Mr. Sorensen said another question to consider is how much of the Port’s market is people who live within the Port District. Mr. McChesney said the last data available indicated that about 24% of the Port’s customers were residents of the Port District. Mr. Sorensen explained that, if you aren’t raising rates as much as needed to fund the capital improvement plan then the taxpayers end up subsidizing the boaters. He commented that the Port is in a good position to draw people from surrounding communities. Commissioner Grant asked what the Port’s turnover rate is. Mr. McChesney answered that the turnover ratio is very low, and the Director of Marina Operations will provide a more specific number as part of a future report. Mr. Sorensen summarized that the Port is in a good position if the marina is full and there is a robust waiting list.

Mr. Sorensen shared a graph to illustrate the Port’s rate increases from 2015 through 2022, noting that rate increases were low from 2015 through 2021. While rates increased significantly in 2022, it is important for boaters to recognize the benefits they received in previous years when rate increases were less than what occurred at many other marinas in the area. The formula of CPI plus 1% worked well for a number of years, but the Port’s operating and capital costs have increased to a greater degree over the past year or two.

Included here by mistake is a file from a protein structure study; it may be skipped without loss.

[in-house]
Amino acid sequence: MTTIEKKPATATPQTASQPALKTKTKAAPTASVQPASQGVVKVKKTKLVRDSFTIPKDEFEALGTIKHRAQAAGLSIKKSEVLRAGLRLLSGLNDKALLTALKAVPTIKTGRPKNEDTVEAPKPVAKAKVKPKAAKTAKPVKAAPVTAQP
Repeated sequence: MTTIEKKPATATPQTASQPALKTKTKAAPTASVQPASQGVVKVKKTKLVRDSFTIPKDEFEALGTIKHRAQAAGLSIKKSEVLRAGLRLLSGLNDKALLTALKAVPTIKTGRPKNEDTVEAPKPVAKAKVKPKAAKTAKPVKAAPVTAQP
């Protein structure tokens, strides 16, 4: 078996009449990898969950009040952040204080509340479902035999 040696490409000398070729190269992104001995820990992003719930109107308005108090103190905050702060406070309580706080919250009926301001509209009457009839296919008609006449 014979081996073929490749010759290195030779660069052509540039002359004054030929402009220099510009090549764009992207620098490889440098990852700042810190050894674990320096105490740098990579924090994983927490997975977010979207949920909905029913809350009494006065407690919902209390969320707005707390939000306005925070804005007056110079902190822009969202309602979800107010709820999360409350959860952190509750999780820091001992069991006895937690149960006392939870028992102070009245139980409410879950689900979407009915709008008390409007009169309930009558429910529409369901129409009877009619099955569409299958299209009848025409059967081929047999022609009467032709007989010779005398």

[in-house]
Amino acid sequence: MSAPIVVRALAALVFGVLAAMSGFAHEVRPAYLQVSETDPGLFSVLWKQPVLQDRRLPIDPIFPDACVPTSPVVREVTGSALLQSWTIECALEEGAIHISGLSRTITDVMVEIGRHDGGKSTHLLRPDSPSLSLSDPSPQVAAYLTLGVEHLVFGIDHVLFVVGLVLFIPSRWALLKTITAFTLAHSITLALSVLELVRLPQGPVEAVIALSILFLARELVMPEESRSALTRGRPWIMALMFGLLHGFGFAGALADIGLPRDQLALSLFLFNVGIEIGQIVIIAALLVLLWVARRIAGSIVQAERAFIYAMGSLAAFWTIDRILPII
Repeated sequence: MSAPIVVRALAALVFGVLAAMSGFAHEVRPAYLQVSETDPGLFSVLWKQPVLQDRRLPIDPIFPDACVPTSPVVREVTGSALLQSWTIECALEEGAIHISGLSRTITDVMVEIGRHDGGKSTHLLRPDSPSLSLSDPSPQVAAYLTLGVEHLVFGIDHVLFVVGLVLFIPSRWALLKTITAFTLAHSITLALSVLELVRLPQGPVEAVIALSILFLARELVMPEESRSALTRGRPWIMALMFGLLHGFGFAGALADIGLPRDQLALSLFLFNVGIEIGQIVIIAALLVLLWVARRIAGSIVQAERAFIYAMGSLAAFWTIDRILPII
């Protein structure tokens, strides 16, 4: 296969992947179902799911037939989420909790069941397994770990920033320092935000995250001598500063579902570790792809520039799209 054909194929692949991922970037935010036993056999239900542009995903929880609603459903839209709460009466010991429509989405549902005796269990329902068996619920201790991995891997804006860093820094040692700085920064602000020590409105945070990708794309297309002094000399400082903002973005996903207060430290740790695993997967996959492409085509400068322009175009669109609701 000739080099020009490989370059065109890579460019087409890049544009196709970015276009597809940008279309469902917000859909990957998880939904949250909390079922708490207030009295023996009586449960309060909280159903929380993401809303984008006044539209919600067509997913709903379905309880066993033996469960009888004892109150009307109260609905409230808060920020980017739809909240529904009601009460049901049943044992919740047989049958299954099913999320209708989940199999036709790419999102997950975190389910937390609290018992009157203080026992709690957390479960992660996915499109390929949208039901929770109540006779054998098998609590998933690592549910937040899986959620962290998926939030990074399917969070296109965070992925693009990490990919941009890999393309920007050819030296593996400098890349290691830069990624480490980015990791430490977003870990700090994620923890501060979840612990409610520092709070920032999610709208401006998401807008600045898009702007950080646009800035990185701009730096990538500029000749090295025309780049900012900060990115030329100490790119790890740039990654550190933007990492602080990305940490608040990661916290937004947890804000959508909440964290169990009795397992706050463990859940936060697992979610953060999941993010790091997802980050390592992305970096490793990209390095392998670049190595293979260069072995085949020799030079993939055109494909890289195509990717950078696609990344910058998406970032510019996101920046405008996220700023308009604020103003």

Commissioner Johnston commented that the Port is ahead of the game when it comes to funding operating and capital improvements, and the customers understand the costs associated with operating a 5-star marina. Mr. McChesney agreed and added that, while no one wants rate increases, it is important for customers to see that the Port is using the money to reinvest in the facilities and maintain quality service. Mr. Sorensen shared a graph illustrating the results of a survey of about 25 marinas in the Puget Sound area from 2015 through 2020. The average rate increase over the 6-year period was 3.5% compared to the Port’s average rate increase of 3.1%.